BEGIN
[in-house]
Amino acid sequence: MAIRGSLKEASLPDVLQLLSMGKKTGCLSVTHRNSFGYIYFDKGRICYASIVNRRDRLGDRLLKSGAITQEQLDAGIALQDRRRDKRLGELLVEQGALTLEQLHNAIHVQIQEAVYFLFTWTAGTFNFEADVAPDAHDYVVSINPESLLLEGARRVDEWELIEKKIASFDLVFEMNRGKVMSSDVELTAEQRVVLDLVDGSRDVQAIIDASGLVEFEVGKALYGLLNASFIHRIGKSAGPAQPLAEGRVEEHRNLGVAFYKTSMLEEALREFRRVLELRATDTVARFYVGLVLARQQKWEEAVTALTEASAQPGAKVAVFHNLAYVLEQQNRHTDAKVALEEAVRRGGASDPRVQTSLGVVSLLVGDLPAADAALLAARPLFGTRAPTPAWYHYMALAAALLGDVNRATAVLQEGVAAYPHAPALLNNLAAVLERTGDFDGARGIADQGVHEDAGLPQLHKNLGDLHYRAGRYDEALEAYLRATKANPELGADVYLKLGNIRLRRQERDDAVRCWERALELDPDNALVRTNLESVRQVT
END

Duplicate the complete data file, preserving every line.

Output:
[in-house]
Amino acid sequence: MAIRGSLKEASLPDVLQLLSMGKKTGCLSVTHRNSFGYIYFDKGRICYASIVNRRDRLGDRLLKSGAITQEQLDAGIALQDRRRDKRLGELLVEQGALTLEQLHNAIHVQIQEAVYFLFTWTAGTFNFEADVAPDAHDYVVSINPESLLLEGARRVDEWELIEKKIASFDLVFEMNRGKVMSSDVELTAEQRVVLDLVDGSRDVQAIIDASGLVEFEVGKALYGLLNASFIHRIGKSAGPAQPLAEGRVEEHRNLGVAFYKTSMLEEALREFRRVLELRATDTVARFYVGLVLARQQKWEEAVTALTEASAQPGAKVAVFHNLAYVLEQQNRHTDAKVALEEAVRRGGASDPRVQTSLGVVSLLVGDLPAADAALLAARPLFGTRAPTPAWYHYMALAAALLGDVNRATAVLQEGVAAYPHAPALLNNLAAVLERTGDFDGARGIADQGVHEDAGLPQLHKNLGDLHYRAGRYDEALEAYLRATKANPELGADVYLKLGNIRLRRQERDDAVRCWERALELDPDNALVRTNLESVRQVT